Undergraduate Honors Theses

Global climate change will have disproportionate effects on low-income and minority communities around the world producing important justice challenges. As national governments increasingly rely on local governments, civil society, and private transnational actors to establish and implement climate actions policies, it is important to assess whether and how these newly emergent actors can address these justice challenges. First this thesis examines concepts of justice in relation to climate change across different scales in order to develop a comprehensive conceptual framework of climate justice. This conceptual framework expands the scale of the international climate justice movement address local concerns. Further, the ...


Beyond Corporate Form: A Response To Dan Depasquale, Surbhi Sarang, And Natalie Bump Vena’S Forging Food Justice Through Cooperatives In New York City, Jonathan Brown 2018 Elisabeth Haub School of Law at Pace University

Beyond Corporate Form: A Response To Dan Depasquale, Surbhi Sarang, And Natalie Bump Vena’S Forging Food Justice Through Cooperatives In New York City, Jonathan Brown

Pace Law Faculty Publications

In their article, Forging Food Justice Through Cooperatives in New York City, Dan DePasquale, Surbhi Sarang, and Natalie Bump Vena (the “Authors”) argue that consumer-owned and worker-owned cooperatives hold promise as a means for advancing policy objectives associated with “food justice,” namely building community wealth and power and providing more affordable access to healthy food in low-income and minority communities. Looking to examples of legislation and policies in other jurisdictions, they advocate for a wide range of policies to promote the viability of cooperatives in New York City, including reforms to cooperative corporation laws and strategies for better allocating funding ...


Reconstructing An Administrative Republic, Jeffrey A. Pojanowski 2018 Notre Dame Law School

Reconstructing An Administrative Republic, Jeffrey A. Pojanowski

Journal Articles

The book Constitutional Coup, by Professor Jon D. Michaels, offers a learned, lucid, and important argument about the relationship between privatization, constitutional structure, and public values in administrative governance. In particular, Michaels argues that the press toward privatization in this domain poses a serious threat to the United States' separation of powers and the public interest. This review essay introduces readers to Michaels' argument and then raises two questions: First, it asks whether Michaels’ method of constitutional interpretation and doctrinal analysis accelerate the trend toward privatization and consolidation of power in agency heads, the very evils he seeks to avoid ...


Low Carbon Land Use: Paris, Pittsburgh, And The Ipcc, John R. Nolon 2018 Elisabeth Haub School of Law at Pace University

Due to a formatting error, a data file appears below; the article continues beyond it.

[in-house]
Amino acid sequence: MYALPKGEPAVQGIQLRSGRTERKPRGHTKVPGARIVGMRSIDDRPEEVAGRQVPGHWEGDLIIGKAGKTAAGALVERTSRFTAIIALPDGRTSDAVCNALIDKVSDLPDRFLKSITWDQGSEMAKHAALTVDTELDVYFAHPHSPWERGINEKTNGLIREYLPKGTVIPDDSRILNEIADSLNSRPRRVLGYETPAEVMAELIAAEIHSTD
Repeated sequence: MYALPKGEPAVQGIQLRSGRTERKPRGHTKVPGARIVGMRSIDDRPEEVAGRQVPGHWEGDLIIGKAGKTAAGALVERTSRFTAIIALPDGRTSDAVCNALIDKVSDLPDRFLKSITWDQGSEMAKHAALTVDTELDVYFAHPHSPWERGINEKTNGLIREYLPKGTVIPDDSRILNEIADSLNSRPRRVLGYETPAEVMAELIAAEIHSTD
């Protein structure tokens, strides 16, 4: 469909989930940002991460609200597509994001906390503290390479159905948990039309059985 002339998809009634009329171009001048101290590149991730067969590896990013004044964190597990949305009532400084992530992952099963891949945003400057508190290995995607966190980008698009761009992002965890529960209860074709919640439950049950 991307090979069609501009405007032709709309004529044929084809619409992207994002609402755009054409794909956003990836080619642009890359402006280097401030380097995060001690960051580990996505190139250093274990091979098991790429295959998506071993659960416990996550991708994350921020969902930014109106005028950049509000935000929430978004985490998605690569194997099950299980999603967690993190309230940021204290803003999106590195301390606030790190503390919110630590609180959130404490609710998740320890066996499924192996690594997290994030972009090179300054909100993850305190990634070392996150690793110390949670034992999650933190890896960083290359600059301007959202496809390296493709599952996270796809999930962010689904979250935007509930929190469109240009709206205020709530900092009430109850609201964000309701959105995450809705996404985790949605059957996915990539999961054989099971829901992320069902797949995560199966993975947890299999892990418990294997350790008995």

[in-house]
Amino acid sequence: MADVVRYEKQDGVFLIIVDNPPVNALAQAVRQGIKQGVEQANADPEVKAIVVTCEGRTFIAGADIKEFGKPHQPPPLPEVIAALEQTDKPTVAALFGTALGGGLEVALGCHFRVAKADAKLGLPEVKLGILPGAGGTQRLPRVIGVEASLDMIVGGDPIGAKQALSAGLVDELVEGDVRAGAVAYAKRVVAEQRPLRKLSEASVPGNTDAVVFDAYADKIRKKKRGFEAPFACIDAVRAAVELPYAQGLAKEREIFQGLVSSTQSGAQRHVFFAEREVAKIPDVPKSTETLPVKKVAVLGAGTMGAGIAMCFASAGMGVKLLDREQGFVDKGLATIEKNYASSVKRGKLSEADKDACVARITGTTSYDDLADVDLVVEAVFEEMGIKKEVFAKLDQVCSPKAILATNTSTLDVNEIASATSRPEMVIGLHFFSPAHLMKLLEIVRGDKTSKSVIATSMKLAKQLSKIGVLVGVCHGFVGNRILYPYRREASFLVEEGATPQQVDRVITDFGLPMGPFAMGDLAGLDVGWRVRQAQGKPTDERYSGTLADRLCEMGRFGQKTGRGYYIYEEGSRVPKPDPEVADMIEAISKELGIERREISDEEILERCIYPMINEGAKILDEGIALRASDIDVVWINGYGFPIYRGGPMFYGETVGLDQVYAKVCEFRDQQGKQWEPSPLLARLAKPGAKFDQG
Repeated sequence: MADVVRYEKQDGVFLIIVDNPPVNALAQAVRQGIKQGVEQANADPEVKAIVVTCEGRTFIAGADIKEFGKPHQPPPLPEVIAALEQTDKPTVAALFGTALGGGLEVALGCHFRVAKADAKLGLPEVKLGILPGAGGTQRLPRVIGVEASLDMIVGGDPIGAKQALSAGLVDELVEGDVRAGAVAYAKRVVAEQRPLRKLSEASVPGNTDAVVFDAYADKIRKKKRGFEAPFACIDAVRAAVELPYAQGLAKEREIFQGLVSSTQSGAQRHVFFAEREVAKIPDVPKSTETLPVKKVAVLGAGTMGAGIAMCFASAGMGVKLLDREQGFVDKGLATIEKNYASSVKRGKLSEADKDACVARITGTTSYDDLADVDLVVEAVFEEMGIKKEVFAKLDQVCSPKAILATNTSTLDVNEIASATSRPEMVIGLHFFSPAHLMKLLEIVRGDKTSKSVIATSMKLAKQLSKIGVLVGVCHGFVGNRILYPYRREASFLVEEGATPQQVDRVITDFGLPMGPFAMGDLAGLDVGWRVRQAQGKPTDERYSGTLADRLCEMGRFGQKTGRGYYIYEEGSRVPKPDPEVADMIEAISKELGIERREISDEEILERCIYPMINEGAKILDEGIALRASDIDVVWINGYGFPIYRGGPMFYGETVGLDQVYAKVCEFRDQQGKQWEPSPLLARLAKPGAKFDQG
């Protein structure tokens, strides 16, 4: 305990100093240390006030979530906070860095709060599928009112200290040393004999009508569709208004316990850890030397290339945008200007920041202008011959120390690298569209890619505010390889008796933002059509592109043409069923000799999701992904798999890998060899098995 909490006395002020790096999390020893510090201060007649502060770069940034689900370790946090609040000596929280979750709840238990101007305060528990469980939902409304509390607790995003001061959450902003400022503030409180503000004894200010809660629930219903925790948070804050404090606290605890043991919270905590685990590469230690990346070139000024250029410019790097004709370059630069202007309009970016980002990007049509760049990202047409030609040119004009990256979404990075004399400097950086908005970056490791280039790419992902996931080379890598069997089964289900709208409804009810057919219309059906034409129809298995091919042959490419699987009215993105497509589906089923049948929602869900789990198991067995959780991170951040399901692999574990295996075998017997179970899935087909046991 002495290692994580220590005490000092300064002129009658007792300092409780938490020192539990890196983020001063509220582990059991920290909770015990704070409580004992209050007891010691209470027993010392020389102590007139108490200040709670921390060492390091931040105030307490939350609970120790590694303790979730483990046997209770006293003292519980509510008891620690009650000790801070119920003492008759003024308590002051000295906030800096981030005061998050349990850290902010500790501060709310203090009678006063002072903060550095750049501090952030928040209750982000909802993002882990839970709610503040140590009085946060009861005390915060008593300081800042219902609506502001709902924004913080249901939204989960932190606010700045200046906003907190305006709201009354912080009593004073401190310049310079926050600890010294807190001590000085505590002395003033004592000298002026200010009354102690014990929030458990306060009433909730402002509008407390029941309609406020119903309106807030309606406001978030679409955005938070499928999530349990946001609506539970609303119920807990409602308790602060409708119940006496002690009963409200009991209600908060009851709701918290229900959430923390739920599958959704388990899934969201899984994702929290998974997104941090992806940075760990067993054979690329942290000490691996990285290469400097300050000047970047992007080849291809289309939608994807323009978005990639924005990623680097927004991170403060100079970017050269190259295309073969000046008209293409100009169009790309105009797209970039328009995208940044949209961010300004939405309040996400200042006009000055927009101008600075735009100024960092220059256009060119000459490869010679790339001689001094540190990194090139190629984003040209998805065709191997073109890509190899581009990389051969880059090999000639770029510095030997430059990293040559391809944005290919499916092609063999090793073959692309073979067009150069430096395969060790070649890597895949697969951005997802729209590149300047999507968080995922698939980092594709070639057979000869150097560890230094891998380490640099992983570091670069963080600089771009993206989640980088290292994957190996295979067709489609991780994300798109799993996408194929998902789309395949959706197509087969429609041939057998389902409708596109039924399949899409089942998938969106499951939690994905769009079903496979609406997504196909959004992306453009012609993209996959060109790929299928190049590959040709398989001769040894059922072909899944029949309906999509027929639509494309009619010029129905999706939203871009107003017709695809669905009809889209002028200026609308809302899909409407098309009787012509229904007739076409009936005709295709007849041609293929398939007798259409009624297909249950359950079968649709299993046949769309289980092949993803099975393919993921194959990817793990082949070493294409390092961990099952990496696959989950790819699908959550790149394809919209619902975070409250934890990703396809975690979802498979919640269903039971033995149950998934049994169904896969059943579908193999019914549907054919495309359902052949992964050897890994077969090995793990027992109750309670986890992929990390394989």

Low Carbon Land Use: Paris, Pittsburgh, And The Ipcc, John R. Nolon

Pace Law Faculty Publications

This article describes strategies that local governments are employing to both mitigate and adapt to climate change, using their state-given powers to plan community development and to regulate private building. Local governments have significant legal authority to shape human settlements and, in so doing, lower CO2 emissions from buildings and vehicles, increase the sequestration of carbon by the natural environment, and promote distributed energy systems and renewable energy facilities that lower fossil fuel consumption. Local elected leaders are highly motivated to avoid the on-the-ground consequences of our changing climate. The effects of climate change manifest themselves at the local level ...


The Economics Of American Higher Education In The New Gilded Age, Paul Campos 2018 University of Colorado Law School

The Economics Of American Higher Education In The New Gilded Age, Paul Campos

Articles

No abstract provided.


Structural Change In State Postconviction Review, Lee Kovarsky 2018 University of Maryland School of Law

Structural Change In State Postconviction Review, Lee Kovarsky

Notre Dame Law Review

This Article's ultimate objectives are to diagnose, predict, and evaluate structural change in State PCR. Because claims and evidence necessary to enforce constitutional rights increasingly require a meaningful collateral forum, and because the federal collateral forum is so limited, State PCR is, for lack of a better term, the Last Man Standing. That status is not lost on the Supreme Court and lower federal judges, who are adapting available legal rules to try to improve the efficacy of collateral process in state court. And such adaptation does add to the bite of criminal-process rights, the underenforcement of which is ...


Researching Colorado Health Law, Kerri Rowe 2018 University of Colorado Law School

Researching Colorado Health Law, Kerri Rowe

Articles

No abstract provided.